From Strauss (stories: The Joy of Funerals, 2003, etc.), a novel concerning a Manhattan Four Seasons manager who witnesses the alarmingly bleak lives of women (herself included) confronting the loss of youth.
Morgan, 32, is haunted by her sister Dale’s death from leukemia when both were children. She alone in her family appears to still mourn Dale, and she can’t get close to her mother, who cares only for conspicuous consumption and her clique of ladies who lunch. Morgan has seen her Uncle Marty, a prominent shrink, escorting female patients to rooms at the Midtown Four Seasons, where she’s division manager. Morgan’s inner emptiness—she’s just broken up with her too-dull, too-safe boyfriend Bernard—prompts her to take brief vacations on the wild side while at work. There’s the busboy she trysts with in the kitchen pantry. There are the hotel rooms she “inspects” at random, pilfering objects including an SM leather brace, which she finds oddly comforting to wear. Morgan encounters other women—guests, vendors, employees or clients of the Four Seasons—each of whom occupies her own section of the novel. Anne, a novice concierge, is obsessed with luck, charms and omens. Svelte, elegant Trish, adopted child of famous parents, struggles to distinguish herself, opening a gallery and hosting a weight-loss party for her BFF Olive, who, distressingly, is shedding Trish along with the extra pounds. Ellen, traumatized by two miscarriages, is baffled by the refusal of her husband and gynecologist to believe she’s several months pregnant. Mississippi native Franny, despite a lucrative career and a nice apartment, envies her blissfully coupled and child-blessed neighbors. Aging rocker Louise checks into the Four Seasons to detox. Trouble is, without coke, booze and pills, the space inside Lou’s head is as claustrophobic as her locked hotel room. Robin, a downtrodden younger sister, takes bizarre revenge on her manipulative sibling Vicki.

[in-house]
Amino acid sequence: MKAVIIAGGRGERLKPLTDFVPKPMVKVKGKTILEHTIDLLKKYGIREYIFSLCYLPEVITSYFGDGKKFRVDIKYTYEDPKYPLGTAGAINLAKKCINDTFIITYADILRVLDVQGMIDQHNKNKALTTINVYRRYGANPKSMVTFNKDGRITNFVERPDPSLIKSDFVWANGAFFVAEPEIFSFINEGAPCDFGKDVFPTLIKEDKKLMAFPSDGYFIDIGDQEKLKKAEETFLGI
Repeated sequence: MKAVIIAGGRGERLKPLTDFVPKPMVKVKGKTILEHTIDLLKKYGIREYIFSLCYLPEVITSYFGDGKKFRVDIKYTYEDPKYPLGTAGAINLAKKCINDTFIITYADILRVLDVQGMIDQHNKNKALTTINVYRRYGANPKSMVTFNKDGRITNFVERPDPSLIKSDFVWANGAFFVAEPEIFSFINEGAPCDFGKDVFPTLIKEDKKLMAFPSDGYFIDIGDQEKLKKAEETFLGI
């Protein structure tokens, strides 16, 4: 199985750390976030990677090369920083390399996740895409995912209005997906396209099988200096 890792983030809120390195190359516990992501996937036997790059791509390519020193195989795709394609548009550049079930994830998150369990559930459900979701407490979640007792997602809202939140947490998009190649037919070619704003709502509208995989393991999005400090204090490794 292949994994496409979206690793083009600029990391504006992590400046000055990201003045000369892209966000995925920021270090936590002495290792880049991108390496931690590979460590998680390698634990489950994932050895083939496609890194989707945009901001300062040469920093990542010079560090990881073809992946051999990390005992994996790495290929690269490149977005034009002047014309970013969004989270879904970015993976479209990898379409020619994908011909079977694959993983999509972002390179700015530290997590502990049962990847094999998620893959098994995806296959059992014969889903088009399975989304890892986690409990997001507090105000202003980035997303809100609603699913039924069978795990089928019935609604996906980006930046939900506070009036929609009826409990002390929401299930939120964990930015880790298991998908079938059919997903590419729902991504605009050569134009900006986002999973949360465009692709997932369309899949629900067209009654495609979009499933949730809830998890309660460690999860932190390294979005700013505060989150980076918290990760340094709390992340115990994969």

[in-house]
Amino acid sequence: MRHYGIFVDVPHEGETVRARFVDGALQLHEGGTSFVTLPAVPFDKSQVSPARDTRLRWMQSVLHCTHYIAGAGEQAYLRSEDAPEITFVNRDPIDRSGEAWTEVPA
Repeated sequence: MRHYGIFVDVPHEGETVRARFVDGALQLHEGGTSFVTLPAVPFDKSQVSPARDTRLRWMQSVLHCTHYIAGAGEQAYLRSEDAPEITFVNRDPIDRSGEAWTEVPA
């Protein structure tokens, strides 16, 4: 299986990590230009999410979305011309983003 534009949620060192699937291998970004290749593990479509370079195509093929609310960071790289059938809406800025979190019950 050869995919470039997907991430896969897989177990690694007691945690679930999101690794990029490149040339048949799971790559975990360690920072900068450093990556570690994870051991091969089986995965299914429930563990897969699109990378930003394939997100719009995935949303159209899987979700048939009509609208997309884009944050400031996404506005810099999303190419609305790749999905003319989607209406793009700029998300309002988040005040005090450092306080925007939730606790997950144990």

Despite some unpolished prose, these New York stories, utterly wrenching with pessimistic undercurrents, will remind some readers of Parker—as in Dorothy, not Sarah Jessica.